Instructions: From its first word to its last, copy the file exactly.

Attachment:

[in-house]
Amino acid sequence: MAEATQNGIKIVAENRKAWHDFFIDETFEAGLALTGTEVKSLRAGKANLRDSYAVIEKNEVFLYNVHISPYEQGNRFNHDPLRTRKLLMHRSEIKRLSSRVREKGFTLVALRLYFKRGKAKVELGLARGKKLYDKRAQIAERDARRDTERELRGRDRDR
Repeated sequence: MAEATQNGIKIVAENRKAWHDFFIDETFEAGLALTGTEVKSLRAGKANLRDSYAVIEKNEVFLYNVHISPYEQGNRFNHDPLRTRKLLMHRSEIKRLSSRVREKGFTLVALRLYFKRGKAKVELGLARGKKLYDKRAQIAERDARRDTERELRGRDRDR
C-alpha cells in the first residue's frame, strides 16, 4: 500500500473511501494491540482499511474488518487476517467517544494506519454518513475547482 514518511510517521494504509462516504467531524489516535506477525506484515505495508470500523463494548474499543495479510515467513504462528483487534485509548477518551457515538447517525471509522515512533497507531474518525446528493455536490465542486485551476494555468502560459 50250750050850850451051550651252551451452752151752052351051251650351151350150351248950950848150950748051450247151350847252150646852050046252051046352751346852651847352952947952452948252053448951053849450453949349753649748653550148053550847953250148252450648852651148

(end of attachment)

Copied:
[in-house]
Amino acid sequence: MAEATQNGIKIVAENRKAWHDFFIDETFEAGLALTGTEVKSLRAGKANLRDSYAVIEKNEVFLYNVHISPYEQGNRFNHDPLRTRKLLMHRSEIKRLSSRVREKGFTLVALRLYFKRGKAKVELGLARGKKLYDKRAQIAERDARRDTERELRGRDRDR
Repeated sequence: MAEATQNGIKIVAENRKAWHDFFIDETFEAGLALTGTEVKSLRAGKANLRDSYAVIEKNEVFLYNVHISPYEQGNRFNHDPLRTRKLLMHRSEIKRLSSRVREKGFTLVALRLYFKRGKAKVELGLARGKKLYDKRAQIAERDARRDTERELRGRDRDR
C-alpha cells in the first residue's frame, strides 16, 4: 500500500473511501494491540482499511474488518487476517467517544494506519454518513475547482 514518511510517521494504509462516504467531524489516535506477525506484515505495508470500523463494548474499543495479510515467513504462528483487534485509548477518551457515538447517525471509522515512533497507531474518525446528493455536490465542486485551476494555468502560459 50250750050850850451051550651252551451452752151752052351051251650351151350150351248950950848150950748051450247151350847252150646852050046252051046352751346852651847352952947952452948252053448951053849450453949349753649748653550148053550847953250148252450648852651148